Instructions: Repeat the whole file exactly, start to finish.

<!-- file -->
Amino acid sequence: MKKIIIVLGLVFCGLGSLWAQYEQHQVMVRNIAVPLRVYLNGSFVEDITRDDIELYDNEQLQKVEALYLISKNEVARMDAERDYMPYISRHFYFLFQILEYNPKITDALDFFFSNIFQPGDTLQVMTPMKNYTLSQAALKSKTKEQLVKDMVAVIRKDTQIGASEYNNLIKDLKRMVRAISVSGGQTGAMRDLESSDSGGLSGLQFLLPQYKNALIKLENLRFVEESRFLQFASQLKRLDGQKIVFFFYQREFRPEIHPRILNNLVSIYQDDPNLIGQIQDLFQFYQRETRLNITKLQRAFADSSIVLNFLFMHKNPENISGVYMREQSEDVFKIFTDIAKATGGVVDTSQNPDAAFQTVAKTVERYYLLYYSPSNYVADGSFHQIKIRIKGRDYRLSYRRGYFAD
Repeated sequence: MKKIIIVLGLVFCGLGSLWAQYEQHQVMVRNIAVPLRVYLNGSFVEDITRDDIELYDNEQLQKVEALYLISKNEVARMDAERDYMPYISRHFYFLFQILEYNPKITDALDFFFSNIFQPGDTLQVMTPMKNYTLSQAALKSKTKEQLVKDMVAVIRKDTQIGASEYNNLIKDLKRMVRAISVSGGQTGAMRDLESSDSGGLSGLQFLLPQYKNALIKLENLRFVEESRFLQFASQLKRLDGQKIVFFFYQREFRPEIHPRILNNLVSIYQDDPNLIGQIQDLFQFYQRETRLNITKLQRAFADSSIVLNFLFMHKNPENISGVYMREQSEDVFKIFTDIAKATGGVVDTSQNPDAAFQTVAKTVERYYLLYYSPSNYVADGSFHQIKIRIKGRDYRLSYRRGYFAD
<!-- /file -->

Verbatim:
Amino acid sequence: MKKIIIVLGLVFCGLGSLWAQYEQHQVMVRNIAVPLRVYLNGSFVEDITRDDIELYDNEQLQKVEALYLISKNEVARMDAERDYMPYISRHFYFLFQILEYNPKITDALDFFFSNIFQPGDTLQVMTPMKNYTLSQAALKSKTKEQLVKDMVAVIRKDTQIGASEYNNLIKDLKRMVRAISVSGGQTGAMRDLESSDSGGLSGLQFLLPQYKNALIKLENLRFVEESRFLQFASQLKRLDGQKIVFFFYQREFRPEIHPRILNNLVSIYQDDPNLIGQIQDLFQFYQRETRLNITKLQRAFADSSIVLNFLFMHKNPENISGVYMREQSEDVFKIFTDIAKATGGVVDTSQNPDAAFQTVAKTVERYYLLYYSPSNYVADGSFHQIKIRIKGRDYRLSYRRGYFAD
Repeated sequence: MKKIIIVLGLVFCGLGSLWAQYEQHQVMVRNIAVPLRVYLNGSFVEDITRDDIELYDNEQLQKVEALYLISKNEVARMDAERDYMPYISRHFYFLFQILEYNPKITDALDFFFSNIFQPGDTLQVMTPMKNYTLSQAALKSKTKEQLVKDMVAVIRKDTQIGASEYNNLIKDLKRMVRAISVSGGQTGAMRDLESSDSGGLSGLQFLLPQYKNALIKLENLRFVEESRFLQFASQLKRLDGQKIVFFFYQREFRPEIHPRILNNLVSIYQDDPNLIGQIQDLFQFYQRETRLNITKLQRAFADSSIVLNFLFMHKNPENISGVYMREQSEDVFKIFTDIAKATGGVVDTSQNPDAAFQTVAKTVERYYLLYYSPSNYVADGSFHQIKIRIKGRDYRLSYRRGYFAD